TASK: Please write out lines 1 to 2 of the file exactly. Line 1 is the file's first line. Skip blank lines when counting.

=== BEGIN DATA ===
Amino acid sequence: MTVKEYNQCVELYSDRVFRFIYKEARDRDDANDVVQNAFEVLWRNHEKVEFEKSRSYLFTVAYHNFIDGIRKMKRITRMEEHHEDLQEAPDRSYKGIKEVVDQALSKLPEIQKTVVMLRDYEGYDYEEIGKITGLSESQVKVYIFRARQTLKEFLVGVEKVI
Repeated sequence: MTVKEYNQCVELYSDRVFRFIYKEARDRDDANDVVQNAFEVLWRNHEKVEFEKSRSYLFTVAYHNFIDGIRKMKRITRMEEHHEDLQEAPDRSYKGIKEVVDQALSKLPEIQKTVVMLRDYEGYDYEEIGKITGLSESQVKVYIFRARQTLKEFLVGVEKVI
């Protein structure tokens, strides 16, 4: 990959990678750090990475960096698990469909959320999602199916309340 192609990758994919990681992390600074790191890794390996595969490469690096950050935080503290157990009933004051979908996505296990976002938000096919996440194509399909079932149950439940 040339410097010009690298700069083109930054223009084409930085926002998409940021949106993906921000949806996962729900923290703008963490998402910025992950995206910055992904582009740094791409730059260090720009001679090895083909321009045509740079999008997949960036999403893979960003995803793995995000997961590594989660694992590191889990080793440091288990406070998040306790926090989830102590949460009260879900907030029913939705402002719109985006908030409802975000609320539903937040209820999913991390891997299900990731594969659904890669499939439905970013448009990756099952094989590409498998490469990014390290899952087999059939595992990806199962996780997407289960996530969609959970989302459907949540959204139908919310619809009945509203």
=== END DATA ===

Amino acid sequence: MTVKEYNQCVELYSDRVFRFIYKEARDRDDANDVVQNAFEVLWRNHEKVEFEKSRSYLFTVAYHNFIDGIRKMKRITRMEEHHEDLQEAPDRSYKGIKEVVDQALSKLPEIQKTVVMLRDYEGYDYEEIGKITGLSESQVKVYIFRARQTLKEFLVGVEKVI
Repeated sequence: MTVKEYNQCVELYSDRVFRFIYKEARDRDDANDVVQNAFEVLWRNHEKVEFEKSRSYLFTVAYHNFIDGIRKMKRITRMEEHHEDLQEAPDRSYKGIKEVVDQALSKLPEIQKTVVMLRDYEGYDYEEIGKITGLSESQVKVYIFRARQTLKEFLVGVEKVI